While land-hoarding is certainly a major obstacle holding back new residential construction, it is by no means the only one. Nama's McDonagh was highly critical of the local authorities and planners. He pointed out that it was not possible to begin construction on many sites until critical infrastructure, such as roads, sewerage, water and schools, are provided.

He was also highly critical of planners' insistence that urban apartment blocks have basement car parks, pointing out that each basement parking space added about €30,000 to the cost of a development.

However, he directed most of his ire at the height restrictions that most local authorities, particularly in Dublin, impose on new apartments blocks.

"There are particular difficulties with the viability of developing apartment blocks, which are, at best, commercially marginal at present," he said. "We need to build many more apartment blocks if we are to make a serious impact on new supply.

"Height restrictions which apply under current planning policy have an impact on the viability of commercial apartment development.

"In some cases, statutory development plans set a height restriction which is less than the most cost-effective scale. A city centre apartment development project that is not commercially viable at six to seven storeys is more likely to be commercially viable at, say, 12-15 storeys.

"In our view, the height restrictions currently applied, particularly in city-centre locations, are no longer appropriate, given current and prospective housing needs.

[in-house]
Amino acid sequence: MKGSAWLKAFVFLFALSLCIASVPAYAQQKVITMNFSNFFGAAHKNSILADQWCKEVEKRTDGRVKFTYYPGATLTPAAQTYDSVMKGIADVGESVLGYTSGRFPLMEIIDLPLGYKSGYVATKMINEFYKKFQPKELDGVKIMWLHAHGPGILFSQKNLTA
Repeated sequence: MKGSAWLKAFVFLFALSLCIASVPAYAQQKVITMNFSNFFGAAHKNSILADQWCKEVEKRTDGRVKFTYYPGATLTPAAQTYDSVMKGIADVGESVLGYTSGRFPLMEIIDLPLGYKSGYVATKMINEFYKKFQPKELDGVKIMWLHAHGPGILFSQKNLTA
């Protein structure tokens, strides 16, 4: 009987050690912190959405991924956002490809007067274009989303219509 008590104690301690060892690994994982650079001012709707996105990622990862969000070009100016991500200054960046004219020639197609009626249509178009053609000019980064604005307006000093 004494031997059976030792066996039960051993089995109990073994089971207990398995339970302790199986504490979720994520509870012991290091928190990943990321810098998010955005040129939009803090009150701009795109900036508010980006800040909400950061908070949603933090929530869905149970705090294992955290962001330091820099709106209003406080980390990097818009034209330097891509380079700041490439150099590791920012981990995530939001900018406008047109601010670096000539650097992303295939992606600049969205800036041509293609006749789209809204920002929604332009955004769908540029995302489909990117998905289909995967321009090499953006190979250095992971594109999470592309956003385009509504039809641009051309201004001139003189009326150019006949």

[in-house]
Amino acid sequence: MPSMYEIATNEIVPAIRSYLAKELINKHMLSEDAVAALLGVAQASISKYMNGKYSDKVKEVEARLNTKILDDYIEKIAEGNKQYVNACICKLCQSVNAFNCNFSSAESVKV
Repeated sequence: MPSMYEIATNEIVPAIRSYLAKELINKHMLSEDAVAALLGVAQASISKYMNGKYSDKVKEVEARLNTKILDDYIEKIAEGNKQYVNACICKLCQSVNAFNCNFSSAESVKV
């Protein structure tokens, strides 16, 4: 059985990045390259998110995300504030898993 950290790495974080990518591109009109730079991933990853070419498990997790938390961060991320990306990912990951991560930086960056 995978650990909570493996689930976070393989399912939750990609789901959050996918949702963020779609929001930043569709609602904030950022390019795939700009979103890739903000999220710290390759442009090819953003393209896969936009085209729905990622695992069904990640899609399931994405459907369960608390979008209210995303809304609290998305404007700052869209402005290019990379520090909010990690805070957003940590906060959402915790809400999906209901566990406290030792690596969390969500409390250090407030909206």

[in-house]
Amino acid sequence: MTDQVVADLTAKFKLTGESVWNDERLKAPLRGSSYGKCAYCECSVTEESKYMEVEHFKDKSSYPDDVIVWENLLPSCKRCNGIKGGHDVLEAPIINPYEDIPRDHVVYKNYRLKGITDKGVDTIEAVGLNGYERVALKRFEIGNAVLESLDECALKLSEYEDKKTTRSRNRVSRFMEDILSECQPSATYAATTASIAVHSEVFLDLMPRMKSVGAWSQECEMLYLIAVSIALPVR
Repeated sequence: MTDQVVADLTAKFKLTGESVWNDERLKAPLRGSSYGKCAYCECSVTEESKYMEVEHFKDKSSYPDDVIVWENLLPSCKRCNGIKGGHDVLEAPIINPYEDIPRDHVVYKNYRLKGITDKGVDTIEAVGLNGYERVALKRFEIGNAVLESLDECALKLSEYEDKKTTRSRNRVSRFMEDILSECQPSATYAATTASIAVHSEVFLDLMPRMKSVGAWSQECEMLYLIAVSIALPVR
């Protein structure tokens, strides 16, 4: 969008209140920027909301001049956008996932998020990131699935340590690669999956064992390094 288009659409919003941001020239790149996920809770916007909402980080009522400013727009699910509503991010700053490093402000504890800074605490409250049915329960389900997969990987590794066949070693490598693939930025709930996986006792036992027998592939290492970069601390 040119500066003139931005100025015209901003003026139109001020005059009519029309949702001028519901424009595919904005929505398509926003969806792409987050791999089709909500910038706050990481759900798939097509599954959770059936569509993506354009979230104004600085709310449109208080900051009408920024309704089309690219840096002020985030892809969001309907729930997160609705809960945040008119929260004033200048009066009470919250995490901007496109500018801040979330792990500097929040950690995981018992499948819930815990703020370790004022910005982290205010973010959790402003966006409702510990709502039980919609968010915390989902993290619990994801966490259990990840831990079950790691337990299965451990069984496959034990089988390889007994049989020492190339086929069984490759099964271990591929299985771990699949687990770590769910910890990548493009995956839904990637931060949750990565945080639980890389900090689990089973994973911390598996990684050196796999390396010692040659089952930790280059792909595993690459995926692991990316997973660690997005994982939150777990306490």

"Amending height restrictions to 15 storeys in city-centre locations and to 10 storeys in suburban areas merits serious consideration."

Vat at 13.5pc, local authority levies and other government charges now constitute an average of 36pc of the price of a new house, according to the Construction Industry Federation.

It has called on the Government to reduce the Vat rate on new houses to 9pc until annual new housing output hits 25,000.

The Department of Housing statistics put the number of new houses and apartments built in 2016 at 14,932, a figure that most independent analysts believe significantly overstates the actual total. In addition, the department's new housing figures also include an estimated 6,000 one-off houses in rural areas that never come on the market.

While factors such as inadequate infrastructure, low apartment-height restrictions and government taxes and charges go some way towards explaining the current very low levels of building, one keeps coming back to the issue of land hoarding.

And it's not just the usual suspects, the "vulture funds" who bought assets on the cheap from Nama in 2011 and 2012. Among the worst offenders are public bodies, says Trinity and economist Ronan Lyons.

His answer to the problem is a land tax. This would be based on the full value of all development, commercial and public land and would be charged at a rate of between 3pc and 5pc a year. Someone holding land and not building on it for five years would face a cumulative tax bill of between 15pc and 25pc of its total value.

"If you go lower than that, say to 1pc, then it would be easier to bear," says Lyons.

The 3pc vacant site levy, which comes into force at the beginning of 2019, is effectively discretionary as it will only be levied on sites deemed vacant by the local authority.

Although a land tax would go a long way towards freeing up building land, it probably won't happen. Not alone would it be fiercely opposed by private landowners, there would also be, as Lyons concedes, "huge push-back" from public bodies faced with massive land tax bills.